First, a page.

2. Check to see that the balloon stays fully inflated. This will assure a constant gentle suction.
  3. Pin the collar of your container to your clothing. Do not let it dangle. A fanny pack or belt bag may be helpful to hold the container.
  4. Check the amount of your drainage in the measuring cup.
  5. Record this amount in your drainage record. Empty your drainage in the toilet and rinse the measuring cup with water.
  6. At the end of the each day, add the total amount of your drainage for the 24-hour period. Record this amount in the “Total” column.

Caring For Your Insertion Site

Once you have emptied your drainage, wash your hands again. Check the area around the insertion site. This is the area where the tubing enters your skin. Your insertion site may be covered with a dressing. Your doctor or nurse will give you instructions about dressings, if needed. It is normal for the drain to cause some redness at your insertion or suture site, however you must call your doctor immediately if you have any signs of infection. Some signs of infection include:

  • Increased tenderness
  • Swelling
  • Pus
  • A temperature of 101° F (38.3° C) or more

Problems You May Encounter With Your ReliaVac®

Problem: The balloon inside your ReliaVac® is deflated.  


  • The bulb was not fully inflated.
  • The stopper is not closed securely.
  • The tubing is separated from the Y-connector.
  • Air leaks at the drain site, causing the loss of vacuum pressure in the container.
  • The balloon may be torn.

What To Do

  1. Check to make sure the tubing is securely attached to the Y-connector.
  2. Inflate the balloon using steps 1, 2, 5, 6, and 7. These steps are in the section “To Empty Your ReliaVac and Record Your Drainage.”
  3. If the balloon is still deflated, call your doctor or nurse.

Problems: The dressing on your insertion site is wet because of leakage from the tubing.

                     There is no fluid in your collection container.

                     You see a sudden decrease in the amount of fluid draining.


Sometimes clots build up in the tubing. They may look like strings. These can block the flow of drainage. Your ReliaVac® can often work well in spite of this.

What To Do

  1. Wash your hands thoroughly with soap and water. Dry them well.
  2. Use your thumb and forefinger to squeeze and release the Y-connector twice. While you are doing this, watch to see if the fluid in the tubing moves. If the fluid moves, your drain is working. If the fluid does not move, call your physician or nurse.

Problems: Increased redness greater than the size of a dime around your insertion site.

                    Swelling, heat, or pus around the insertion site.

                    New increased tenderness or pain around your insertion site.

                    A body temperature of 101° F (38.3° C) or more.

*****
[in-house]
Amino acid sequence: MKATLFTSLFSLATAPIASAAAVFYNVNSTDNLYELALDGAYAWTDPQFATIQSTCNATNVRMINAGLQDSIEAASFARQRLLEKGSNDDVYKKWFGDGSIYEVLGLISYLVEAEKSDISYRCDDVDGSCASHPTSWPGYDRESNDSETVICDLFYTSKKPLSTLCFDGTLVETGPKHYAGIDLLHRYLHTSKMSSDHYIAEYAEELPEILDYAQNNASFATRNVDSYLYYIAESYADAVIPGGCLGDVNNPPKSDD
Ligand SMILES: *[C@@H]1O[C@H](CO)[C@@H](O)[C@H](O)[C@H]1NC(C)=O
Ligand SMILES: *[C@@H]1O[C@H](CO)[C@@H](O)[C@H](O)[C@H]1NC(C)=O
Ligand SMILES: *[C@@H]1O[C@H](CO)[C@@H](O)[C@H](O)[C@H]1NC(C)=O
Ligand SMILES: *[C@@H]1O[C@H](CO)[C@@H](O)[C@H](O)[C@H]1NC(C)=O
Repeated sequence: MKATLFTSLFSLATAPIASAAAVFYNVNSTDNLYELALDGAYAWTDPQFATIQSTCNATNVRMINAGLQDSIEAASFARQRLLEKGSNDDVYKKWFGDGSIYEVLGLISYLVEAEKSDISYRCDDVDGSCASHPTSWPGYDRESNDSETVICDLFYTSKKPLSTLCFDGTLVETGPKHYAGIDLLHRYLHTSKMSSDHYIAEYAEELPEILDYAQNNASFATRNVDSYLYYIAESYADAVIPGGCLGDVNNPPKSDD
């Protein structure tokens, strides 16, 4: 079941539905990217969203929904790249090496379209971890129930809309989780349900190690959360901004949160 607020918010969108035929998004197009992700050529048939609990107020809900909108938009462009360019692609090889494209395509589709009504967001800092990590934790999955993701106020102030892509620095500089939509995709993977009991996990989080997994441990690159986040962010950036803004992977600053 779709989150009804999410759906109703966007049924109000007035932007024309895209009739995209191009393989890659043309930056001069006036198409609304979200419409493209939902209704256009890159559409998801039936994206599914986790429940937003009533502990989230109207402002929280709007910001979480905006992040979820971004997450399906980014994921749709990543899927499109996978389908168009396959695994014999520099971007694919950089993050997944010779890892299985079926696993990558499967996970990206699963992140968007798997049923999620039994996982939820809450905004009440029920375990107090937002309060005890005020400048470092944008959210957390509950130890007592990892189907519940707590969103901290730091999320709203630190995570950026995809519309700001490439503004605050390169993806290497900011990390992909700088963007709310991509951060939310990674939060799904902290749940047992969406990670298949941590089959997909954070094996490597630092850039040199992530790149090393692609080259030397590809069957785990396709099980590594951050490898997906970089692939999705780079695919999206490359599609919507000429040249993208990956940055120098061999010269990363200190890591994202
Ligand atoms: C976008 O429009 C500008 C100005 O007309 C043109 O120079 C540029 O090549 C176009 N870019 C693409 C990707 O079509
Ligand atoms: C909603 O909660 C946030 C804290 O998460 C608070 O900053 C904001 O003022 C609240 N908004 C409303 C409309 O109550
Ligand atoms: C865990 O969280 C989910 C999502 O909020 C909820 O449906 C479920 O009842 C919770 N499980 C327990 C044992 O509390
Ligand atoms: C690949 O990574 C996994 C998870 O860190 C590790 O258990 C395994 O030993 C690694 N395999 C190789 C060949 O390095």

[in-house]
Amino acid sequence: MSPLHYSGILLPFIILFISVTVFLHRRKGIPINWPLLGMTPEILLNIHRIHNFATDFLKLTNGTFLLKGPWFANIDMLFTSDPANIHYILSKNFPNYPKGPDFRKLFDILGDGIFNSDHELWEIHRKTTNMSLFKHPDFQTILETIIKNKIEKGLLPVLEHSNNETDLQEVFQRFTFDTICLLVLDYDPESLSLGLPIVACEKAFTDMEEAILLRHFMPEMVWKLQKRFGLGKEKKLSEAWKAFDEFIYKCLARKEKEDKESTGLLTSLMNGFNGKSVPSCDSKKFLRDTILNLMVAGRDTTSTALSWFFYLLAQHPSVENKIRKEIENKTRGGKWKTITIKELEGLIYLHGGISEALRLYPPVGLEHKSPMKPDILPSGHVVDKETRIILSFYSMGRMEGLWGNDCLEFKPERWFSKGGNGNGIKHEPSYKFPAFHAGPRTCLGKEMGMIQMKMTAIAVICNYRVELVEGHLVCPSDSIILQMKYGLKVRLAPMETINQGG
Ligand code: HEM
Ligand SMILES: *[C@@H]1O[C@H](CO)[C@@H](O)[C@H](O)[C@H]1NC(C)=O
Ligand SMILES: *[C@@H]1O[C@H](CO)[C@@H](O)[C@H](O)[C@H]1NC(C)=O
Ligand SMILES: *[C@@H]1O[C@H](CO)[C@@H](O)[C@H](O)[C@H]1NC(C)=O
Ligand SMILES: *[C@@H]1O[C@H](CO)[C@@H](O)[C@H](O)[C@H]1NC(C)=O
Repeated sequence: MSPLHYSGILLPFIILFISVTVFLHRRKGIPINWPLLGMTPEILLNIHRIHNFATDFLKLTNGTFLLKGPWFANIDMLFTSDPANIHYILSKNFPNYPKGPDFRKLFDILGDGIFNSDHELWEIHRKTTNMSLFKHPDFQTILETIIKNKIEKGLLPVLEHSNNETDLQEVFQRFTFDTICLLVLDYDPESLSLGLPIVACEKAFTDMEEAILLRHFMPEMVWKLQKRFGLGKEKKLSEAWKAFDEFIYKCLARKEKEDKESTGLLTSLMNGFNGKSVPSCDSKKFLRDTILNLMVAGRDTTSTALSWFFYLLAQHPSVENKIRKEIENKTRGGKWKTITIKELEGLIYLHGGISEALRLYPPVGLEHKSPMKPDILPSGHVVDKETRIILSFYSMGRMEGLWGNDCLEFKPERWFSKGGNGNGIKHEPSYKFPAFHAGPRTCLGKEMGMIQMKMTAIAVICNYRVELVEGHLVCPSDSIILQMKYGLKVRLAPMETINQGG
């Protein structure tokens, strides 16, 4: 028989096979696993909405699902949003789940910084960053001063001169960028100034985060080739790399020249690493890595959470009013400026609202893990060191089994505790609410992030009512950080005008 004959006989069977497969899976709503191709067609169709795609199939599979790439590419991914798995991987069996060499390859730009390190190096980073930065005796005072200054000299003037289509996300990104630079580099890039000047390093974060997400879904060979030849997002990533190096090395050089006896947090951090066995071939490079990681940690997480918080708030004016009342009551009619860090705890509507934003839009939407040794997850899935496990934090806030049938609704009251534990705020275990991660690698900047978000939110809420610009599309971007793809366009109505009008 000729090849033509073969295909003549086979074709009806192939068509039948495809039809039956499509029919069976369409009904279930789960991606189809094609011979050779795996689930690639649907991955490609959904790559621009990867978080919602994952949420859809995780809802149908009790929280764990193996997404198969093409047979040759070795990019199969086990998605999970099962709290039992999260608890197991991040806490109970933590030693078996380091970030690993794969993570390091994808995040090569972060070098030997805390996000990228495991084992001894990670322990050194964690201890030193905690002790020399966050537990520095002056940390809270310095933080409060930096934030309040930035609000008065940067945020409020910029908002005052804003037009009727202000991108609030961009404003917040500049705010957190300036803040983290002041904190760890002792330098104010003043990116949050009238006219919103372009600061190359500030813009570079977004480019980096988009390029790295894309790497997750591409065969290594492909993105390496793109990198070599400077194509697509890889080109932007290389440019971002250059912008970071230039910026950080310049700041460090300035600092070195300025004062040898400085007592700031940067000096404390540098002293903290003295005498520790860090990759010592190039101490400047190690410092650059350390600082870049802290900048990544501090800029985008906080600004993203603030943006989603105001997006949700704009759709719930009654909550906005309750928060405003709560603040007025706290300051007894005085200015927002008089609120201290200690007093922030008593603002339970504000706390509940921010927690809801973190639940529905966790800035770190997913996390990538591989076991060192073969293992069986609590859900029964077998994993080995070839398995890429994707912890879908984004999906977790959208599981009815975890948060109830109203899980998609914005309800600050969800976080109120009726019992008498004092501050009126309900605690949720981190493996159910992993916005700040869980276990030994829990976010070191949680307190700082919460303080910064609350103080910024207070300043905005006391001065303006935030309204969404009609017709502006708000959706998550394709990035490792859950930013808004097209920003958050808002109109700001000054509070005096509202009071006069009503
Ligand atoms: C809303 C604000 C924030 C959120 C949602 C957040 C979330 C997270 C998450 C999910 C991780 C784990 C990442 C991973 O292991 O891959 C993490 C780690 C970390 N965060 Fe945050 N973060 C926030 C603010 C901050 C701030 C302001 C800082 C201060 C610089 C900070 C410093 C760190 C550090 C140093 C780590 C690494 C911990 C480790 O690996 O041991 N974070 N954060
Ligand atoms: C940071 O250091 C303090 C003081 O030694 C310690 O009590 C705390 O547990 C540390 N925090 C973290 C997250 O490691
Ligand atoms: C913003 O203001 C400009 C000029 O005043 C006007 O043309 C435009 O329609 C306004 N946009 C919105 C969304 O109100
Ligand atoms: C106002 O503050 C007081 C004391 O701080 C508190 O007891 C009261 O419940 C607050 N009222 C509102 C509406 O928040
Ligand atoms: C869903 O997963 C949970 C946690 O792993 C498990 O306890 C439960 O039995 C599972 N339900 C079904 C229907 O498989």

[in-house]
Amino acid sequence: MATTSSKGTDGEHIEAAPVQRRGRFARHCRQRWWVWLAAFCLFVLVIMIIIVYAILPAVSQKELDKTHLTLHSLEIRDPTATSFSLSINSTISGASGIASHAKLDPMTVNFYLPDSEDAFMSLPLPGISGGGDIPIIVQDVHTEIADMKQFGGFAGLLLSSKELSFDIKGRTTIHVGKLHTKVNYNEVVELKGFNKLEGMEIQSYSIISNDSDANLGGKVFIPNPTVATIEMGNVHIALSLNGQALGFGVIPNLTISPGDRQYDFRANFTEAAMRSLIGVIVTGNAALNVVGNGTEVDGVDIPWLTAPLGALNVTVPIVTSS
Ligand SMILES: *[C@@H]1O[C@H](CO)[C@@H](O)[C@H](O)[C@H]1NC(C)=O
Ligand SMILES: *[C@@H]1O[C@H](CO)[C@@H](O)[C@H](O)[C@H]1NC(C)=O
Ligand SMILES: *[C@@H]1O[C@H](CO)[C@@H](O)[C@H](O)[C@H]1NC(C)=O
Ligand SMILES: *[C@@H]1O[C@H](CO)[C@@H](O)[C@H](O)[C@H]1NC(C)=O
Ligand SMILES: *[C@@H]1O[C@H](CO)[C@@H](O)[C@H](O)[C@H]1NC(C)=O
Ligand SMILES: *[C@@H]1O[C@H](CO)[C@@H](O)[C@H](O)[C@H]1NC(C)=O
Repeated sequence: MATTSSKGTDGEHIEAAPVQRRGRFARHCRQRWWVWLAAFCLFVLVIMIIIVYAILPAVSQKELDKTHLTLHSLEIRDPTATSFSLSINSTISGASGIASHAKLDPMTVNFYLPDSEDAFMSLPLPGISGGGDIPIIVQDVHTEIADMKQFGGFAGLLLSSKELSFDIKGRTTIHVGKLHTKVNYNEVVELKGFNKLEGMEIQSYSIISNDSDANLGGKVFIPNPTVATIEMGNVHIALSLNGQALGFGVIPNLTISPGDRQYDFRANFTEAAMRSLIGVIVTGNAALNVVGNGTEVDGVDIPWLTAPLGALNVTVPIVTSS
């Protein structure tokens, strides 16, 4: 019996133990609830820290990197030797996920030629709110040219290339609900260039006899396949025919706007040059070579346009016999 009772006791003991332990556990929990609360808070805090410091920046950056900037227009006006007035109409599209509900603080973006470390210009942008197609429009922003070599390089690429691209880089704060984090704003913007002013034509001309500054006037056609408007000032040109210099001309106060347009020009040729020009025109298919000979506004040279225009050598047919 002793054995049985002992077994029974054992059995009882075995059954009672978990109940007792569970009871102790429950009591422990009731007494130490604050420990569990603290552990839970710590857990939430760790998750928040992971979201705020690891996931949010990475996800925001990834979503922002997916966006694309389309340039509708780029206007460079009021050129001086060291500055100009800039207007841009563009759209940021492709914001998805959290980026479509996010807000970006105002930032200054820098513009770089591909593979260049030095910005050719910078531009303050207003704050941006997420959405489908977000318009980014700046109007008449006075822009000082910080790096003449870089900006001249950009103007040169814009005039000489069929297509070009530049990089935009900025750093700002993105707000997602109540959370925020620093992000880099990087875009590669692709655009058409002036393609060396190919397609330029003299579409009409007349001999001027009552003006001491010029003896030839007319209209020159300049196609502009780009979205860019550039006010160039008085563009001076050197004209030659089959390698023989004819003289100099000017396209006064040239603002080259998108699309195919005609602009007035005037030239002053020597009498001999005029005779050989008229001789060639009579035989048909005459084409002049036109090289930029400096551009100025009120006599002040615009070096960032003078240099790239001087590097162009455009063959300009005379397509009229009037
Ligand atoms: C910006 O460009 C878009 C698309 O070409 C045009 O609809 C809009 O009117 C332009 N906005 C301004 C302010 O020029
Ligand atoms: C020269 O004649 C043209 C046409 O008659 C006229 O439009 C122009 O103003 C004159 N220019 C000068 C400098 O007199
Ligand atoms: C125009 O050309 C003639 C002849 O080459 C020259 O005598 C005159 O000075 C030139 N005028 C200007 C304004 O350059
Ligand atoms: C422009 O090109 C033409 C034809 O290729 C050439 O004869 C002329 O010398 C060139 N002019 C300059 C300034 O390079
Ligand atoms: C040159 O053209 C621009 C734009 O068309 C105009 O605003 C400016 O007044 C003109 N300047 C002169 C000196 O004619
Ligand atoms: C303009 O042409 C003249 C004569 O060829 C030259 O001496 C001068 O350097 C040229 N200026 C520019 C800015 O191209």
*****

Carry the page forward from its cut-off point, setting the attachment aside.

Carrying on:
These are signs and symptoms of a possible infection.

What To Do

  • Take your temperature. If it is 101° F (38.3° C) or higher, record it and the time you took it.
  • Call your doctor or nurse to report these changes. They will give you further instructions.
  • Change the dressing on your insertion site as needed. The goal is to keep your dressing clean and dry.

Problem: The ReliaVac® tubing (drain) falls out.


This may occur if there is tension on the tubing. But, it rarely happens because the tubing is held in place with stitches.

What To Do

  • You may have some drainage from the place where the drain used to be. It looks like a small pea-size hole in your skin. Apply a new dressing over your insertion site and call your doctor.

When to Call Your Doctor or Nurse

Your nurse will work with you until you are able to care for your drainage system on your own. He or she will watch you the first time you empty the drainage to make sure you are doing it correctly. Even after you have begun to care for it yourself, we are always here to help. If you encounter any problems after discharge, call your nurse or your doctor.

Call immediately if:

  • Your ReliaVac® drainage becomes bright red in color.
  • You notice a sudden increase in the amount of your drainage.
  • You have a fever of 101° F (38.3° C) or higher.
  • Your insertion site has increased:
    • Redness
    • Tenderness
    • Swelling
    • Pus

Call during business hours (9:00 am to 5:00 pm Monday through Friday) if:

  • The amount of drainage goes up or down by 100 mL (cc) over 24 hours.
  • Your tubing accidentally falls out.
  • You are unable to inflate the balloon.
  • You are unable to move a clot from the tubing into the container. If this happens on the weekend or a holiday, you may call on the next business day.

If you have an emergency after 5:00 pm, call (212) 639-2000 and ask for the doctor on call.


Drainage Record

ReliaVac® Drainage Record  RV# _________







ReliaVac® Drainage Record  RV# _________